The management meeting is coming to close. "Everybody on board with this?" you ask. "Any questions or concerns?" They nod in agreement to the first one. By the time you've gotten to the second question, most have already pulled out their phones to check email. It's a day or two later when you start to hear the rumblings. Maybe directly. Or, more likely, filtered through intermediaries. That's because the reality is that much of the time in business people don't say what's really on their minds.
That can be a very effective strategy. Selling a new business prospect, recruiting an employee, and speaking to the media are examples of interactions where you're likely to accomplish more by being strategic and very selective about what you say to accomplish your objective.
But internally, within your company, the greatest benefit will usually come from an environment where people feel free to speak their minds. When people don't speak up about what they really think, that often ends up working against the common goal of the company's success. Effective communications leadership comes from, first creating the environment where people feel free to express their opinions and, then managing the discussion and decision-making process so that the end result will be respected.
The reality is that, given the choice, most people would rather speak up and say what's on their minds. That's true in personal relationships as well as business. And in both cases, what often holds people back is fear of the consequences that come from saying what they truly feel.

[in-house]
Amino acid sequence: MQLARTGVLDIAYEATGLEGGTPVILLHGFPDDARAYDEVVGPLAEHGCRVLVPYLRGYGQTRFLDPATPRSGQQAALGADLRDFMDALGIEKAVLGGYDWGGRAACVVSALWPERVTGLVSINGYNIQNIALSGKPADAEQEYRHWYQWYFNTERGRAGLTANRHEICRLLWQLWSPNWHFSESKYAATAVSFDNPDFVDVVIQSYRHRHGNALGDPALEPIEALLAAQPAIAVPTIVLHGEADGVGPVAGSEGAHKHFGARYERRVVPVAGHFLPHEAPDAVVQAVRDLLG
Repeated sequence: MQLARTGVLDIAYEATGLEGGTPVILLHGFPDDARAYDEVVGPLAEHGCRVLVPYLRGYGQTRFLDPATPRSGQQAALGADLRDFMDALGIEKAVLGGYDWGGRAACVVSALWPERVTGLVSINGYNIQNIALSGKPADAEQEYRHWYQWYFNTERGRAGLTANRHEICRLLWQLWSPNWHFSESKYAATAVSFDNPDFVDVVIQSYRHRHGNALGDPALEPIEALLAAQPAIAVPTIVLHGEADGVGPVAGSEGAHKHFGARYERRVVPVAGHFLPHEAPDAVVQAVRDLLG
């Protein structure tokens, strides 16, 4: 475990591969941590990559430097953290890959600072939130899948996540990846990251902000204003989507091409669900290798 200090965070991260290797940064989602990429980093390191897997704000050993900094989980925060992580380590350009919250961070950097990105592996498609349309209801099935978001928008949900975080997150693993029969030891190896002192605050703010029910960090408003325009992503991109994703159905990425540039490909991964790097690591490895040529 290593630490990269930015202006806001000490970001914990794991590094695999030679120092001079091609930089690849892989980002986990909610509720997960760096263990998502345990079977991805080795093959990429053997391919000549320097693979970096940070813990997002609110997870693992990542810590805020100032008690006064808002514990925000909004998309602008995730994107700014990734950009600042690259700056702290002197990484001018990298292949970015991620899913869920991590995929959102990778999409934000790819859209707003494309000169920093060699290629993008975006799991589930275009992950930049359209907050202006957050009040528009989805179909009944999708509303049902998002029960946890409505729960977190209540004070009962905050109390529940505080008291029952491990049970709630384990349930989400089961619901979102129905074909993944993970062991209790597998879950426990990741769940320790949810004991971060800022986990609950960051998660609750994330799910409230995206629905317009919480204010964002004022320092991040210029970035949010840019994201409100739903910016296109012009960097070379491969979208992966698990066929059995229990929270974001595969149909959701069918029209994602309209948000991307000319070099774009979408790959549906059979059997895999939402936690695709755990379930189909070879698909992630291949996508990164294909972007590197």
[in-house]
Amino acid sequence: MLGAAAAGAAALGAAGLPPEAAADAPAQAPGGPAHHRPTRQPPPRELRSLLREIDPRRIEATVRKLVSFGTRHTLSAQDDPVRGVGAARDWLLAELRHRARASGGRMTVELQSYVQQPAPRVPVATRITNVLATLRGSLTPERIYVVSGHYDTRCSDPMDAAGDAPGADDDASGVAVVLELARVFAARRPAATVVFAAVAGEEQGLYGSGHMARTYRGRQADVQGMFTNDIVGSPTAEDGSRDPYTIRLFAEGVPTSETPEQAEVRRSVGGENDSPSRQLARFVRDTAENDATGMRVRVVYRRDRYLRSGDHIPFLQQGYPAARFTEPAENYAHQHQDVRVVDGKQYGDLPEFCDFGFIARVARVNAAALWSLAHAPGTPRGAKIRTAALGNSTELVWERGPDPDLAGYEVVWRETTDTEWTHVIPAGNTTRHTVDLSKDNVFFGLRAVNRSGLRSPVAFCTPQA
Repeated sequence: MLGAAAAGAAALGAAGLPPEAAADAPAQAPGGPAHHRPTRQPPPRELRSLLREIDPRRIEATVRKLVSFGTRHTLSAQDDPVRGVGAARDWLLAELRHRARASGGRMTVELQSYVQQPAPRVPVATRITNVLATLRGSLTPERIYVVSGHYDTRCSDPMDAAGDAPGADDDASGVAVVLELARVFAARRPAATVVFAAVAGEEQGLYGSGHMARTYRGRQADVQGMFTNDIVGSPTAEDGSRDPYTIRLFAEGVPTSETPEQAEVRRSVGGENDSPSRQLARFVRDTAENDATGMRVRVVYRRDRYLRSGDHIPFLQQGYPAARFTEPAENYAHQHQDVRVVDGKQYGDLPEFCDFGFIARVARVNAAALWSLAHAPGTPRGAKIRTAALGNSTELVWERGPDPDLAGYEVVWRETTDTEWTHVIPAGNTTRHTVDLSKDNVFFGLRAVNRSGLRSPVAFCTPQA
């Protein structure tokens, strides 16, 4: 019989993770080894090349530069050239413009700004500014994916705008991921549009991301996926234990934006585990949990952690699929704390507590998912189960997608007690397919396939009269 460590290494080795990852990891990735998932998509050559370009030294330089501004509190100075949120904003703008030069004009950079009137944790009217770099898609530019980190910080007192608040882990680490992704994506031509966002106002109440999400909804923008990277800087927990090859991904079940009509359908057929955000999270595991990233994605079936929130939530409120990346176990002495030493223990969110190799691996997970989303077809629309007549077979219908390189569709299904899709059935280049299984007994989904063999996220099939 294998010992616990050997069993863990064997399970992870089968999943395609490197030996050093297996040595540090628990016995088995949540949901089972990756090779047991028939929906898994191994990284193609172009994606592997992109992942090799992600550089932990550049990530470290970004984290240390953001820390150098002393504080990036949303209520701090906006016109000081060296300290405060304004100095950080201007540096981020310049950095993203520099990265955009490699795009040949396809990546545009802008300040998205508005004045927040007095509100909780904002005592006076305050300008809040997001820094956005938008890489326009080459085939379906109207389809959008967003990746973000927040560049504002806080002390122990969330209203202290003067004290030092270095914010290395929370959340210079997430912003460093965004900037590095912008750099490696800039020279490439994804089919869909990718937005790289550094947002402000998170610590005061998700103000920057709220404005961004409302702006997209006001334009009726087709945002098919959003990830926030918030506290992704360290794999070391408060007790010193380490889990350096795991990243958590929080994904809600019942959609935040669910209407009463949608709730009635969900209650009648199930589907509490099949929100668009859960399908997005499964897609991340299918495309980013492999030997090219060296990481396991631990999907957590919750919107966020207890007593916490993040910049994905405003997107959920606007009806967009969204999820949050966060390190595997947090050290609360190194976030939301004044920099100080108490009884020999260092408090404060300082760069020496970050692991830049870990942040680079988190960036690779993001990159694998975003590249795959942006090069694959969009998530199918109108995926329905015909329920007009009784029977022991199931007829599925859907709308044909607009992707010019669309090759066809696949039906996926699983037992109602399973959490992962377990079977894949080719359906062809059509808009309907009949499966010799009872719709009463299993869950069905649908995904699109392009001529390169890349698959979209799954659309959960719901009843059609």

In a corporate culture where people who don't automatically agree with everything that's said are quickly branded as "not a team player" or "difficult to work with," employees quickly get the message that there's only one acceptable answer to the question of whether or not they support a course of action.
A recent New York Times article on discord in the workplace noted that it's the leaders who set the behavior norms when it comes to communication in the workplace. When people see healthy communication at the office they're likely to mirror that behavior. And experience has shown the reverse is true as well: when there are no channels for healthy communication, the indirect back channels and office politics tend to gain more traction.
Are you really getting full-value from experienced employees if they're afraid to voice their opinions? Yes, companies are not democratic institutions and in the end, you--along with perhaps your partners or other senior executives--must make the final decision. You may not agree with everything your employees have to say, but demonstrating a willingness to listen and opening up the process that leads to your choices will usually lead to better understanding and acceptance of the decisions once they are made.
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